• Yield: Makes 2 cups butter and about 2 cups buttermilk

  • Time: 45 minutes (plus 24 hours to 1 week resting) total

We prefer the flavor of butter made with pasteurized cream as opposed to ultrapasteurized cream. The ideal temperature range for churning butter is 55 to 60 degrees; colder and the fat is too firm and will stick to the sides of the food processor bowl; warmer and the fat is liquid instead of solid, leading to greasy butter. In step 2, chill the cream in the refrigerator or over an ice bath. For the most complex tangy flavor, we recommend aging the cream for a week. At that point the cream may smell quite pungent, but most of what you smell resides in the liquid that gets separated out, leaving the butter surprisingly mellow. This recipe requires cheesecloth.


  • 4 cups heavy cream

  • 2 tablespoons buttermilk

  • 1/4 teaspoon salt (optional)


1. Combine cream and buttermilk in clean lidded container. Cover container and let sit at room temperature until mixture smells tangy and buttery and thickens to sour cream–like consistency, at least 24 hours or up to 1 week.

2. Chill cream mixture to 55 to 60 degrees.

3. Process cream mixture in food processor until mixture turns from grainy whipped cream to lumps of butter splashing in liquid, 1 to 3 minutes. Stop processor immediately.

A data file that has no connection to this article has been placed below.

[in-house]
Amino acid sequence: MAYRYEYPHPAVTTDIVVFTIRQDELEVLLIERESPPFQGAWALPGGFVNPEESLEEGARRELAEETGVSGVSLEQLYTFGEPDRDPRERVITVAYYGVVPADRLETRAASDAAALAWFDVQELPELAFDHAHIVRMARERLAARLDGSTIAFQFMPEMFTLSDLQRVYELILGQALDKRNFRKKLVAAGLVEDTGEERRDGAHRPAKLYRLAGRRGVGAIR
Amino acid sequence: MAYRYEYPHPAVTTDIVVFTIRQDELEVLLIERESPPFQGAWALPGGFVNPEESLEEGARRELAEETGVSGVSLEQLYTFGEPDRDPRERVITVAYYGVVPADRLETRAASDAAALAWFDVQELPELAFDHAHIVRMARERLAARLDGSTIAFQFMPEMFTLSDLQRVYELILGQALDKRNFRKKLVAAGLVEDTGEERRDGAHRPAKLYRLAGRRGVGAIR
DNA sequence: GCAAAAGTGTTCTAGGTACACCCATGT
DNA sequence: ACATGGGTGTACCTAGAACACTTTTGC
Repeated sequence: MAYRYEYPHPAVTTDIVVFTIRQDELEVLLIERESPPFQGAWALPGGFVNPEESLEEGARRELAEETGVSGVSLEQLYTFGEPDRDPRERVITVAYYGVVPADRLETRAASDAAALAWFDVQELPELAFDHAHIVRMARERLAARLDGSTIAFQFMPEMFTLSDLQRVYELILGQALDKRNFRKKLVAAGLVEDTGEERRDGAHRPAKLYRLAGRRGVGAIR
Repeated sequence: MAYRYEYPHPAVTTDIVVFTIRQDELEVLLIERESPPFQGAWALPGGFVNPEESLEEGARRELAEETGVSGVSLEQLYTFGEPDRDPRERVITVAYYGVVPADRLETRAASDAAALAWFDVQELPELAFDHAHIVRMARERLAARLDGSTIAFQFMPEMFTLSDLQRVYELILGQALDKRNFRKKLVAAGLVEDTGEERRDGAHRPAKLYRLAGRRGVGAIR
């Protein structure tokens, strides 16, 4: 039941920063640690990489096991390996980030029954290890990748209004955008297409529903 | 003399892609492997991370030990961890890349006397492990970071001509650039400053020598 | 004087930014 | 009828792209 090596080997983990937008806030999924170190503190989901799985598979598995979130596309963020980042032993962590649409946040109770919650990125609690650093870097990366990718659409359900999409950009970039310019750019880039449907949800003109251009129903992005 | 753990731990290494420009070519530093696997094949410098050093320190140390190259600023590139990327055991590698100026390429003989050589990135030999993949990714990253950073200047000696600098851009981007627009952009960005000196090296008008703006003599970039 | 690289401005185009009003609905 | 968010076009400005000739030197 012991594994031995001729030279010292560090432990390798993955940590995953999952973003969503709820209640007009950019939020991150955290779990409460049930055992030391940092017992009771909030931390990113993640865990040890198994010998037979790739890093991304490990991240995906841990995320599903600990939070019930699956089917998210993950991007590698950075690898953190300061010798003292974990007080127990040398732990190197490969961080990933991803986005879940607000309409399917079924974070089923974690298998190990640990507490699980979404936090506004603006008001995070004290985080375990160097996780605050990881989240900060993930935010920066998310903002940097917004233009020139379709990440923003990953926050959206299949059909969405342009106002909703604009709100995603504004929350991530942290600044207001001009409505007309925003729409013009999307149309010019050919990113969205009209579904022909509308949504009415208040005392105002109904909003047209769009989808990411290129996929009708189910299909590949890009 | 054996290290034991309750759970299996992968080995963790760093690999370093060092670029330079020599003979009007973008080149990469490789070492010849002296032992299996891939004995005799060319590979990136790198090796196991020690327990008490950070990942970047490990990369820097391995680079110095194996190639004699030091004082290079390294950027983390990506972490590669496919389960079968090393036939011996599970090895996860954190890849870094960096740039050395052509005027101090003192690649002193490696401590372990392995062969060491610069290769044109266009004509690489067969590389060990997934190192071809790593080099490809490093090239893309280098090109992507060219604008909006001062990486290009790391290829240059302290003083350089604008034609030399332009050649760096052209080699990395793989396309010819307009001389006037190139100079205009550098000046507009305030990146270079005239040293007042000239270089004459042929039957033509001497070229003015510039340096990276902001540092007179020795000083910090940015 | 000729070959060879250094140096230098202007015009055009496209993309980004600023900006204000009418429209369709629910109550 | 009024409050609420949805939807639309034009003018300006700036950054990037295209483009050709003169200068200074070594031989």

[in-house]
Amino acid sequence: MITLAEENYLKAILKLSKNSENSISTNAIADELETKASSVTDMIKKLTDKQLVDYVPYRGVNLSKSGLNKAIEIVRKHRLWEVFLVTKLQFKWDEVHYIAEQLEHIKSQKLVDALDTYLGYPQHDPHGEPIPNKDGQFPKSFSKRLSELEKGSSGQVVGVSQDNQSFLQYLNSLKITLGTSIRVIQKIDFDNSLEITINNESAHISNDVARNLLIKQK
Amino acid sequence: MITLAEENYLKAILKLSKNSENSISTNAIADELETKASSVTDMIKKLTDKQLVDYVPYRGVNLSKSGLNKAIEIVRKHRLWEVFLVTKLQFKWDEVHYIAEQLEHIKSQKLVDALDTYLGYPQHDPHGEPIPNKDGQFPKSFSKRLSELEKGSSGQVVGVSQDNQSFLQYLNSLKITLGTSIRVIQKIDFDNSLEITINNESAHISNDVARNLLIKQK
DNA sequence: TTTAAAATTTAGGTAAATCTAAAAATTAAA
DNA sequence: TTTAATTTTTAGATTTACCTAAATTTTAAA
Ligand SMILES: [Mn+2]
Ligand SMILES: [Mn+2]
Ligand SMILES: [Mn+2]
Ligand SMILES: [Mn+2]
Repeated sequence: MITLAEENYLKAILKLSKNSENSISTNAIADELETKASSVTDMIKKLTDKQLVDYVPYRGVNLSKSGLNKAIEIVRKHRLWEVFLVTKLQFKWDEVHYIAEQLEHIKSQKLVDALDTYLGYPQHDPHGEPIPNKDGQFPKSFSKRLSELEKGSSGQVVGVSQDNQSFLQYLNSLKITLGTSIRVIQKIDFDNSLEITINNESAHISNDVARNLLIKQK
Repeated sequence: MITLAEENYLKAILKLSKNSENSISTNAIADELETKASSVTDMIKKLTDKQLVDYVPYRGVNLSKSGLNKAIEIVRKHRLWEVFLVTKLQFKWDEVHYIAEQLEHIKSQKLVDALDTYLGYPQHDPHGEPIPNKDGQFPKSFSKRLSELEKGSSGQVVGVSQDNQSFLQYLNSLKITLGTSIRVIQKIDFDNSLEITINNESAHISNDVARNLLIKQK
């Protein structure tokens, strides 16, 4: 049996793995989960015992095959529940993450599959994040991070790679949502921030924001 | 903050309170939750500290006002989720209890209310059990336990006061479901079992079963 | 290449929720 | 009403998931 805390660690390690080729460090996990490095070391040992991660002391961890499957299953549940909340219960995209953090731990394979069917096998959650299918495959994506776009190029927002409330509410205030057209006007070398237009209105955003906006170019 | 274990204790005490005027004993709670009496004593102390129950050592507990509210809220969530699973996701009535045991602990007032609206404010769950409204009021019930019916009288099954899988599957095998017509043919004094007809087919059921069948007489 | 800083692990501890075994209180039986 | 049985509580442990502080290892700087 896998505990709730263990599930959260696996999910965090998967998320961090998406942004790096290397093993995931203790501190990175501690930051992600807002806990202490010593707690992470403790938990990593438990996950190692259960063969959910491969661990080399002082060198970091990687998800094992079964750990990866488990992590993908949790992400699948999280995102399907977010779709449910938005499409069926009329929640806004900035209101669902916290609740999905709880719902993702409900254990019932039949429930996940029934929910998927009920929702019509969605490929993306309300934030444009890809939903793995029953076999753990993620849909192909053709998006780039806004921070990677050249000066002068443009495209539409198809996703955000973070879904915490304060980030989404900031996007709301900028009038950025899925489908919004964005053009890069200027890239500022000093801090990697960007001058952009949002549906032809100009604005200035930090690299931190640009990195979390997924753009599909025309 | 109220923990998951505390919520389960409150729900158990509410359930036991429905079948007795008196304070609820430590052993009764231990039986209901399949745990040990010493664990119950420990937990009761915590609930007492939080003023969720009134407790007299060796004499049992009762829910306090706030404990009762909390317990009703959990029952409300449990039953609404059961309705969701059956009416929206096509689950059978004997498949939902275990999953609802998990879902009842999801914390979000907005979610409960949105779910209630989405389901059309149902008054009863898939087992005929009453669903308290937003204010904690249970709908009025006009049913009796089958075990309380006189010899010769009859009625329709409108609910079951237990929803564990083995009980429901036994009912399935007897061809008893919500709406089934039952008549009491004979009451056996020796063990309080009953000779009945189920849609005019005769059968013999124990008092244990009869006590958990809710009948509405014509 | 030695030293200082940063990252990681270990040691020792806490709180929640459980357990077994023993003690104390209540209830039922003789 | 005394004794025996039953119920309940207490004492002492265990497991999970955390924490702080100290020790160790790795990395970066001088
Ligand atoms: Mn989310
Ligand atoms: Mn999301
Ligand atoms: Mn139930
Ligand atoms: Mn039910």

4. Fill medium bowl halfway with ice and water. Line fine-mesh strainer with triple layer of cheesecloth, leaving few inches of cloth hanging over sides of strainer, and set over a large bowl. Drain butter mixture in prepared strainer (buttermilk will collect in bowl). Lift cheesecloth by edges and twist and squeeze tightly over strainer to press out more buttermilk (stop when butter starts to squeeze through cheesecloth). Transfer cheesecloth-wrapped butter to ice bath until firm around exterior, about 2 minutes. Transfer buttermilk to airtight container.

5. Remove butter from cheesecloth and transfer to now-empty bowl. Stir and press with wooden spoon (metal utensil will conduct heat from your hands and make butter soft) to force out additional buttermilk from butter, 1 to 2 minutes. Drain buttermilk from bowl, add to buttermilk container, and refrigerate until ready to use. Knead salt, if using, into butter with wooden spoon. Transfer butter to second airtight container and refrigerate until ready to use. (Butter can be refrigerated for up to 2 months.)

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